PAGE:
To dodge this predicament, you should build the easy products first — the super simple stuff, the counting exercises, things like collaborative filters, just zeroes and ones. All of these things will become much harder under implementation at scale. “If you try to build crazy ambitious things like machine learning, it's going to fail on you. Get the pipelines and other stuff correct, then build on top of that.”
One of the best examples of this also comes from LinkedIn. It's the mechanism that shows you who has recently viewed your profile. That's the kind of information that will drive traffic back to your site and keep it coming back.
“The common mistake here is that you see how giving data back can be great, so you think, 'Let's give more! More!' But adding data to a page is actually inversely proportional to the number of clicks you get,” Patil says.“You have to find the right balance for your audience.”
When you add more data, you put your user into paralysis. They have no idea what to do.
Deciding what data to expose to people isn't just about how much — it's about what it says too. One idea Patil and Belkin played around with was marketing jobs to people — like, “Hey, you should apply for this job because it matches your skills!” Soon, they realized this approach was fraught with peril.
“There was too high of a chance that we'd accidentally recommend a more senior person should apply for an internship, or that a confirmed California resident should move to Idaho for work. When stuff like that happens, people get pretty pissed off, and it can mess up your brand pretty fast,” Patil says.“You have to think about what that particular feature will actually be like for a user when he or she sees it. This is where you need to be clever — and when it comes to data products, clever beats smart nine times out of ten.”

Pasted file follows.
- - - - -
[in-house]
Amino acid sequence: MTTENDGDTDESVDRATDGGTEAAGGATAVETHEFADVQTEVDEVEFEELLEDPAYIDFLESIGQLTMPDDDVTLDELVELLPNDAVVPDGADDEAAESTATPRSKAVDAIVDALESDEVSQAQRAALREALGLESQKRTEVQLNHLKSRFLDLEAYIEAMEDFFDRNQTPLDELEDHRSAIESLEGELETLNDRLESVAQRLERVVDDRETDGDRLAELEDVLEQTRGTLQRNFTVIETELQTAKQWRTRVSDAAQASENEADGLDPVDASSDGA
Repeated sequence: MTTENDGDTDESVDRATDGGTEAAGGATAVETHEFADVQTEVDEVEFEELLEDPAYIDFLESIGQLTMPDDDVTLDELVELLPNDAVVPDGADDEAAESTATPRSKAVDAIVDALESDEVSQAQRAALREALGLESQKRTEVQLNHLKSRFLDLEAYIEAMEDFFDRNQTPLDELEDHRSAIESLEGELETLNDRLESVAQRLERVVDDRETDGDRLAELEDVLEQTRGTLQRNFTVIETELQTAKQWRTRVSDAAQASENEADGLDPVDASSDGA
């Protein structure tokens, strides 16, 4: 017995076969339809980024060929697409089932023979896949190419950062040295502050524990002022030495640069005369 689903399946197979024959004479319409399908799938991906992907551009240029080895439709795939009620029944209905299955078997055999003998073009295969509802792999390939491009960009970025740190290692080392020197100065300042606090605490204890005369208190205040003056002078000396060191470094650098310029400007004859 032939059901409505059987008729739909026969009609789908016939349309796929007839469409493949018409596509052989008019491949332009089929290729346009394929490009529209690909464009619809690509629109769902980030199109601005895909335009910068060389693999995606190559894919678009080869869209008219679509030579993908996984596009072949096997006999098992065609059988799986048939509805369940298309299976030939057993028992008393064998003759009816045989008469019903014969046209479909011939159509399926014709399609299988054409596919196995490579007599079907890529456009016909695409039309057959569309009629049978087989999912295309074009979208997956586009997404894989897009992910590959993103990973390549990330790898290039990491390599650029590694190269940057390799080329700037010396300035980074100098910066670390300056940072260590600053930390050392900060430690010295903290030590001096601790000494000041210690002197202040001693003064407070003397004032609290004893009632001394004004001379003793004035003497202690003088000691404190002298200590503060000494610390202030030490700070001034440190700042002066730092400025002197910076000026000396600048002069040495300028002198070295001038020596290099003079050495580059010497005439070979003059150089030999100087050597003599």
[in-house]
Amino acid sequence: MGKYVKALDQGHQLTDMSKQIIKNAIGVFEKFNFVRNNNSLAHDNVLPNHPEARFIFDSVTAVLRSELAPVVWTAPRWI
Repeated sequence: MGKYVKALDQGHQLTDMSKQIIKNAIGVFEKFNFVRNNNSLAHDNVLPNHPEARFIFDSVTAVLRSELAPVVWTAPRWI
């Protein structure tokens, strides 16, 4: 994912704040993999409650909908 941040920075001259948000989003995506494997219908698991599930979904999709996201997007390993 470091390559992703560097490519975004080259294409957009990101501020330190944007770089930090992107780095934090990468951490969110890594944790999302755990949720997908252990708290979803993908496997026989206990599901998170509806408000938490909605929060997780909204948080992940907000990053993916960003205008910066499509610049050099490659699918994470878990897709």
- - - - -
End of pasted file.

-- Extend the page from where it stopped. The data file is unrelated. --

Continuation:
The clever solution in this case was to approach job recommendations from a different angle. If "Bill" is the user they are trying to reach, then instead of sending recommended job openings directly to Bill, they decided to send them to his network with the short note: Recommend Bill for this job. It used the exact same algorithm, but with a little twist, it took care of the hard relevancy problems.
“If Bill hears from one of his friends that they think he should take a job, he can still say, 'Yeah sure man, you're an asshole,' but that's rarer, and the site would never be blamed,” Patil says. “Beyond that, we get to collect all the data that allows use to figure out what's going on with this feature and make it even better.”
This is a favorite saying of Belkin's, emphasizing the importance of getting things out the door, trying them out, and then iterating once you have more knowledge.